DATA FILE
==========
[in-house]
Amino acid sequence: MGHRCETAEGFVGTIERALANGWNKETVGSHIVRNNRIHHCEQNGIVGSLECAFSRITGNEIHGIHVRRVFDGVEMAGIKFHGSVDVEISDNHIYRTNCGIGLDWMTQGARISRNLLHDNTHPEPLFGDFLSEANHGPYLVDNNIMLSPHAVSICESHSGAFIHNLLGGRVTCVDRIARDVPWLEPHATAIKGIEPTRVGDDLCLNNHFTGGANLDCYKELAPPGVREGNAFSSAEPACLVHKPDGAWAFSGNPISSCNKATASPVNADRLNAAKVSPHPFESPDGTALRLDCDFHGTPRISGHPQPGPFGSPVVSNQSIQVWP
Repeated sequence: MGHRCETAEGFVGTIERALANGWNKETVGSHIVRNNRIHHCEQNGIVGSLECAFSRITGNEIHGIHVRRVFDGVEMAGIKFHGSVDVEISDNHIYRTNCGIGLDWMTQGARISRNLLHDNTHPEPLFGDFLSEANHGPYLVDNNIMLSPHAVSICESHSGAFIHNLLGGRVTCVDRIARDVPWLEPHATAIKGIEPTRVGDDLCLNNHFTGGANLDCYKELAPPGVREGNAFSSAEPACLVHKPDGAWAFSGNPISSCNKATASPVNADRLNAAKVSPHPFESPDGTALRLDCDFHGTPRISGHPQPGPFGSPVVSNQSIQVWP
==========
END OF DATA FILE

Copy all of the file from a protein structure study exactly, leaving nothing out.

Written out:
[in-house]
Amino acid sequence: MGHRCETAEGFVGTIERALANGWNKETVGSHIVRNNRIHHCEQNGIVGSLECAFSRITGNEIHGIHVRRVFDGVEMAGIKFHGSVDVEISDNHIYRTNCGIGLDWMTQGARISRNLLHDNTHPEPLFGDFLSEANHGPYLVDNNIMLSPHAVSICESHSGAFIHNLLGGRVTCVDRIARDVPWLEPHATAIKGIEPTRVGDDLCLNNHFTGGANLDCYKELAPPGVREGNAFSSAEPACLVHKPDGAWAFSGNPISSCNKATASPVNADRLNAAKVSPHPFESPDGTALRLDCDFHGTPRISGHPQPGPFGSPVVSNQSIQVWP
Repeated sequence: MGHRCETAEGFVGTIERALANGWNKETVGSHIVRNNRIHHCEQNGIVGSLECAFSRITGNEIHGIHVRRVFDGVEMAGIKFHGSVDVEISDNHIYRTNCGIGLDWMTQGARISRNLLHDNTHPEPLFGDFLSEANHGPYLVDNNIMLSPHAVSICESHSGAFIHNLLGGRVTCVDRIARDVPWLEPHATAIKGIEPTRVGDDLCLNNHFTGGANLDCYKELAPPGVREGNAFSSAEPACLVHKPDGAWAFSGNPISSCNKATASPVNADRLNAAKVSPHPFESPDGTALRLDCDFHGTPRISGHPQPGPFGSPVVSNQSIQVWP